I will put strong efforts in making it clear in my communities in Poland and Warsaw, that what governments all over the world do with the Internet, should be transparent, and consulted with the civil society.“

You are actively involved in ISOC Poland. Which internet related issues are currently most intensively discussed in Poland?


Sylwia Rudnik: „From the beginning of the year, and even now, ACTA (Anti-Counterfeiting Trade Agreement) has gotten the biggest attention, both, from the government and from public opinion representatives‘ sites. Because it was the most important bill being introduced and negotiated not openly with the European Commission, with the representatives of the civil society, and thus being perceived by the latter as Americano-centric law being forced by the US private sector representatives. Starting from January this year, the situation was developing very fast and Poland happened to be the „cradle” of anti-ACTA protests all over the Europe. Here is a small note about it, which I wrote for ISOC Poland’s website.“

Intellectual Property Rights Law

„In reference with ACTA, the second biggest issue in Poland these days is intellectual property rights law, which includes also copyrights, patents and trademarks issues. The mentioned above laws are being discussed at the moment in working groups, which were created in response to the protests and anti-ACTA events, and to enhance negotiations/consultations with civil society (represented mainly by ngo organizations) and introduction of the new legislation to the general public.
One more, and not the last one topic these days in Poland is the new telecommunications law, and its net neutrality issues.“

Which are the central „lessons learned“ for you to take home from this summer school experience?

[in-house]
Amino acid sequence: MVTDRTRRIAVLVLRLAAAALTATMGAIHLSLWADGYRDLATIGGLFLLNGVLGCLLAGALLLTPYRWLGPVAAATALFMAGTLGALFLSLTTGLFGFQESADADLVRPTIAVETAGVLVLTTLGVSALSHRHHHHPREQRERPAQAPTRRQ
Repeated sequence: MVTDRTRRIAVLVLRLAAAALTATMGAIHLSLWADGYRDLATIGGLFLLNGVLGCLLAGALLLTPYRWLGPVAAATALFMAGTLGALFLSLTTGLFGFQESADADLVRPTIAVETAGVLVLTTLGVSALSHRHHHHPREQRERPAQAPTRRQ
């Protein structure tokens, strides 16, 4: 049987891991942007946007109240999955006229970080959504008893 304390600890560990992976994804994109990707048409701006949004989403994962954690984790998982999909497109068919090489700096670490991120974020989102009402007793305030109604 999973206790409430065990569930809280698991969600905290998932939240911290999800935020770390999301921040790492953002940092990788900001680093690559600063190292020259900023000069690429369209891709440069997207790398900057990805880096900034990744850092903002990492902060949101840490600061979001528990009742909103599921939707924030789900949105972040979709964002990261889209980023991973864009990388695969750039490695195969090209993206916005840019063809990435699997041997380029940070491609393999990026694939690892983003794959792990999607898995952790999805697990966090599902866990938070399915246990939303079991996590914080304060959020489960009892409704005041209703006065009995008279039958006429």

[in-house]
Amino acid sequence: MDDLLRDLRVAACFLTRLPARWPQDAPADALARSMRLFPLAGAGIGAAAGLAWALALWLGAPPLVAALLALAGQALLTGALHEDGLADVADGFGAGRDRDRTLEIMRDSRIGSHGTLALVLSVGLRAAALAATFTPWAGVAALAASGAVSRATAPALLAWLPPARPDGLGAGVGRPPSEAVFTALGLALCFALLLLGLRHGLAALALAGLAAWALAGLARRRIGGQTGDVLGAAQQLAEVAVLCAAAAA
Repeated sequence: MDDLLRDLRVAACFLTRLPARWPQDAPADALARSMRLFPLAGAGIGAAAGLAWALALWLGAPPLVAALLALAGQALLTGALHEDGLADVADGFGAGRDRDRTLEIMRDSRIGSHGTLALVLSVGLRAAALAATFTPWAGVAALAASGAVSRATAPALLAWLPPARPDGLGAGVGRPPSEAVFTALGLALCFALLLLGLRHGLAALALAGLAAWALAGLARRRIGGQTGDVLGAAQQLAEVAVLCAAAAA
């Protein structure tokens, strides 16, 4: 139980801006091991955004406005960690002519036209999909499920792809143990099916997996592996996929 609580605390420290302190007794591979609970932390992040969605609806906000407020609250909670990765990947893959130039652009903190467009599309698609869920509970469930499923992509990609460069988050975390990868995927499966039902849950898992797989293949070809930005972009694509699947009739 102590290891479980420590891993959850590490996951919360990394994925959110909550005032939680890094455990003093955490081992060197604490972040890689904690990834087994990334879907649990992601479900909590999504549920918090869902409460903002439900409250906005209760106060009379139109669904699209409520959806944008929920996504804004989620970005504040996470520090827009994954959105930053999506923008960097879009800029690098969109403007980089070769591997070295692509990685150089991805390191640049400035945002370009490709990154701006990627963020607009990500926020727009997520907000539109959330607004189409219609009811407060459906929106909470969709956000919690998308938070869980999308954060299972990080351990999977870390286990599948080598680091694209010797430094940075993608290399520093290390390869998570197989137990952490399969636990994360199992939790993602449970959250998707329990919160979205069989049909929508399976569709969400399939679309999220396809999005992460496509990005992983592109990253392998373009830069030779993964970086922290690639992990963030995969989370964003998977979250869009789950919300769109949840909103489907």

a) It takes time!

Sylwia Rudnik: „Euro-SSIG School concentrated very much on the multistakeholder model, and how it should work to make the Internet Governance a more successful process. After these six days of  very intense discussions – which we, as students, were also invited to – I can see how important it is, that every single party interested in the process should be given the floor and a say, to be able to articulate their expectations, fears or just to give an expertise. These processes take time, and – as I can tell by now – all the parties have been learning how to talk, and how to listen to one another, in order to make the internet ecosystem a more friendly and safe environment for each other.
As from the students‘ presentations I can clearly see how many of the countries represented by us are at the very beginning of the process, so that we – as alumni – are being expected to first creating initiating groups in our countries, to spread the word about IGF (Internet Governance Forum), about the multistakeholder model, so that we can start the process of changes just like it started 17 years ago in Brazil, which is a fast developing country at the moment.“

b) Internet and internet technologies are the KEY to development

„It has become clear to me after the Euro-SSIG School that it is only thanks to the internet that country’s economies can develop, because the internet is the basic source of information. Even though not many countries are equipped in it, and still struggle to provide it to the majority of their citizens, the internet is being perceived as one of the basic means of expression, and freedom of expression – next to it – is one of the basic human rights.“

c) It needs a wide and open dialog to fulfill the internet’s fathers mission

„Gatherings like this Euro-SSIG School which were 5 days of intensive training let me see the bigger picture of „where we come from and where we’re going to”. From the very first days of the internet’s existence it was supposed to be a tool – a perfect one – for people to communicate. Since these days there are more and more actors and parties interested in its governance, this process needs to be supported by wise people and a wisely led dialog, so that the mission of the internet’s fathers will not be jeopardized.“

d) We are the next generation

„Euro-SSIG is one of the very few educational environments for the leaders of the future. During the networking hours we had this opportunity to share and learn from the faculty members how to become leaders in our communities and countries. Therefore we have to continue what we do and with the use of knowledge and support of the faculty members and our alumni network, establish and become points of reference for internet governance in our countries.“


My appreciation to
„I would like to express my sincere appreciation to, for sponsoring my educational fellowship at Euro-SSIG.
Dear Hostserver, you made it possible for me! Thank you! : )“